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Magnetic band

the first scientific test of ocean floor spreading East Anglia,

A diagram showing the ocean floor spread away from the magma centre.
A theoretical model of the formation of magnetic striping. A. Shows the spreading ridge 5 million years ago. B. 2 to 3 million years ago. C. Present-day. United States Geological Survey, Creative Commons.

Cambridge geophysicists Fred Vine (born 1939) and Drummond Matthews (1931-97) proved that the radical notion of continental drift was a reality. 

Following a survey of a ridge in the Indian Ocean they showed that the sea floor was spreading apart, continuously creating new ocean crust. This confirmed the theory of Alfred Wegener who, in 1910, noticed that Atlantic continents looked like they once fitted together.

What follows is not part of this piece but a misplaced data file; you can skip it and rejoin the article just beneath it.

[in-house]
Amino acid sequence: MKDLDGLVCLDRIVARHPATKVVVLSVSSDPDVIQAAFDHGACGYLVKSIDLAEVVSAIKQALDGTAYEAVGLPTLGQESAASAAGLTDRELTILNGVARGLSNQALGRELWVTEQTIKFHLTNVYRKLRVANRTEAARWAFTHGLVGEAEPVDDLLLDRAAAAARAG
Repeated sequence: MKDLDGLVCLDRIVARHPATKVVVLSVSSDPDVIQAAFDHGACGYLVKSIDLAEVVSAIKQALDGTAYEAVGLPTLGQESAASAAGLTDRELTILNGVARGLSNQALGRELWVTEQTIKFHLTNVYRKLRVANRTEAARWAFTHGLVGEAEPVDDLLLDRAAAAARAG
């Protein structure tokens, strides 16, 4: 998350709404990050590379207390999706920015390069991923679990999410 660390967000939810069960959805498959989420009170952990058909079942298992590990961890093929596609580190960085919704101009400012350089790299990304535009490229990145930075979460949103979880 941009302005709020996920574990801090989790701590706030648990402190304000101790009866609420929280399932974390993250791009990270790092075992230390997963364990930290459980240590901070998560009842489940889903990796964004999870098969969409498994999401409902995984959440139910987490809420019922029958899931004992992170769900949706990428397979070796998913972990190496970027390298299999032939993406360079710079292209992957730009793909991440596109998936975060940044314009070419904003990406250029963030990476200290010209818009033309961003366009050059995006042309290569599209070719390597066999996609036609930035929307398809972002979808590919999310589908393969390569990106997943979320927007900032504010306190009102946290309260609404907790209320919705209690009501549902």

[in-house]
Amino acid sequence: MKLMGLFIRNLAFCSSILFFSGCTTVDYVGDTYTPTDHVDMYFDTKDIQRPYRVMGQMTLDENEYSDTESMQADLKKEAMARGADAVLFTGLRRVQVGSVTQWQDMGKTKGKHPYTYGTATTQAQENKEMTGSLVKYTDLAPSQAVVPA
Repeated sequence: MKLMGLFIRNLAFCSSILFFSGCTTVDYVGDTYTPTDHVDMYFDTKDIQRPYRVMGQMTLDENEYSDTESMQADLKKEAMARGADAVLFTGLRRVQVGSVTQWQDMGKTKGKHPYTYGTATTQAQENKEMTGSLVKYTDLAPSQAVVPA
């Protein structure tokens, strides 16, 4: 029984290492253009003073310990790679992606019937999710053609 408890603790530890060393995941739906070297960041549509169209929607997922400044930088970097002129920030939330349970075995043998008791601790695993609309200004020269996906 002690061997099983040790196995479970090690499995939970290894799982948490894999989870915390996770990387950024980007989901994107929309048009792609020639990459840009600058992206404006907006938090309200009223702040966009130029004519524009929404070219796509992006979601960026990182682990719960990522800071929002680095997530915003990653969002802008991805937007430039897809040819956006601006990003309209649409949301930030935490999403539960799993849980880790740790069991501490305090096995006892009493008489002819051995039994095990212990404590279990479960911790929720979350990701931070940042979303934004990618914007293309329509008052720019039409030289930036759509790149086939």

The evidence, published in 1966, was in the magnetic signature of the volcanic rock that had emerged and cooled. Its symmetric pattern of stripes on either side of the ridge captured the periodic reversals in the Earth’s magnetic field over millions of years. Drummond and Vine’s findings convinced many that ‘plate tectonics’ was the best unifying theory for previously collected geological data. In this way, they did for Earth sciences what Crick and Watson did for biology. 

Science Museum

East Anglia
University of Cambridge
Key Individuals
Drummond Matthews, Fred Vine,